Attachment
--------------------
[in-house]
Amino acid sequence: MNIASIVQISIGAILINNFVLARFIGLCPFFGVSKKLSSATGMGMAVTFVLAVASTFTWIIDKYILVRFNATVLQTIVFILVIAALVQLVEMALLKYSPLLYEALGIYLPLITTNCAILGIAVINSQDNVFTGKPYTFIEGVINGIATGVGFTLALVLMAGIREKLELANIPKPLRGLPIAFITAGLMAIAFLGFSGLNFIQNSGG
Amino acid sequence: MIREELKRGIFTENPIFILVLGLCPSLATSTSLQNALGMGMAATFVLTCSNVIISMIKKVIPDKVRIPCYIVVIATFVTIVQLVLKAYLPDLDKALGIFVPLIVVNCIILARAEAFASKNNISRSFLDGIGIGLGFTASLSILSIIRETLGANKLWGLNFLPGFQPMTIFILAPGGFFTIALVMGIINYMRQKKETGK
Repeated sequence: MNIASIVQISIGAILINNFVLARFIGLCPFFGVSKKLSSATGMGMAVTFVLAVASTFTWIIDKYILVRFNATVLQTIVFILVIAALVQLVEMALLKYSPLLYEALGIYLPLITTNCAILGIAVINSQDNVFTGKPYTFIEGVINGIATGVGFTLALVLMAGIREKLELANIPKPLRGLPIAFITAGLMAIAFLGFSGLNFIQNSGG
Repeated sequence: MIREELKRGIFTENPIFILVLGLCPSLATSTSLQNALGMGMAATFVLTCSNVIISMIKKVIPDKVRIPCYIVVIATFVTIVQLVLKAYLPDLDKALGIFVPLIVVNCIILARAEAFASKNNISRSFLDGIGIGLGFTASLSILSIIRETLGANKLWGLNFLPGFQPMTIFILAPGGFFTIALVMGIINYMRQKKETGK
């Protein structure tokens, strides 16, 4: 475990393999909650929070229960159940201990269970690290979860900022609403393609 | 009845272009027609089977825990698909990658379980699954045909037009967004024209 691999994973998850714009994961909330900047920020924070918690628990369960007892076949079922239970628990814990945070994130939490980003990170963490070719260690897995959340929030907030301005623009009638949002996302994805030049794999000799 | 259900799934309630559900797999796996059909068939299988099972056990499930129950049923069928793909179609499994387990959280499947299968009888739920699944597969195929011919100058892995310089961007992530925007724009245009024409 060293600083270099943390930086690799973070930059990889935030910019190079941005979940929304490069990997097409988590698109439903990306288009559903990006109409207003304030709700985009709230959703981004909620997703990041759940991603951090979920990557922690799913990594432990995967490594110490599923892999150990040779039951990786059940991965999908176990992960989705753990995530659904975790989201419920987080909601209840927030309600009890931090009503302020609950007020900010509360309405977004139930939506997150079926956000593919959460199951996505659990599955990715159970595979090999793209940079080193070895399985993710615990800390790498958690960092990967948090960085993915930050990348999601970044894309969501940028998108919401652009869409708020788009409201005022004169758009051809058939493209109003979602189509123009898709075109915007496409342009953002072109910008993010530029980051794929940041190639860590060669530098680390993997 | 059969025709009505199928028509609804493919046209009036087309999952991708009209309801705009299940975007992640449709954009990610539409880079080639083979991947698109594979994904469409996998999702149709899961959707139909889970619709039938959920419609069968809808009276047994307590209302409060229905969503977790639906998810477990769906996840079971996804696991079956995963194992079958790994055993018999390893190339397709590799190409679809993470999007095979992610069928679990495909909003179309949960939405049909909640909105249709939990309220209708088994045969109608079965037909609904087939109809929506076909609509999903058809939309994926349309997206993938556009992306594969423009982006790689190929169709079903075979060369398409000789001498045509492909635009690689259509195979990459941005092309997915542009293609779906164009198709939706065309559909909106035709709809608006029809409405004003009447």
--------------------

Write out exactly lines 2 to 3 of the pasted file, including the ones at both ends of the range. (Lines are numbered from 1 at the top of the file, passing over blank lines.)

Amino acid sequence: MNIASIVQISIGAILINNFVLARFIGLCPFFGVSKKLSSATGMGMAVTFVLAVASTFTWIIDKYILVRFNATVLQTIVFILVIAALVQLVEMALLKYSPLLYEALGIYLPLITTNCAILGIAVINSQDNVFTGKPYTFIEGVINGIATGVGFTLALVLMAGIREKLELANIPKPLRGLPIAFITAGLMAIAFLGFSGLNFIQNSGG
Amino acid sequence: MIREELKRGIFTENPIFILVLGLCPSLATSTSLQNALGMGMAATFVLTCSNVIISMIKKVIPDKVRIPCYIVVIATFVTIVQLVLKAYLPDLDKALGIFVPLIVVNCIILARAEAFASKNNISRSFLDGIGIGLGFTASLSILSIIRETLGANKLWGLNFLPGFQPMTIFILAPGGFFTIALVMGIINYMRQKKETGK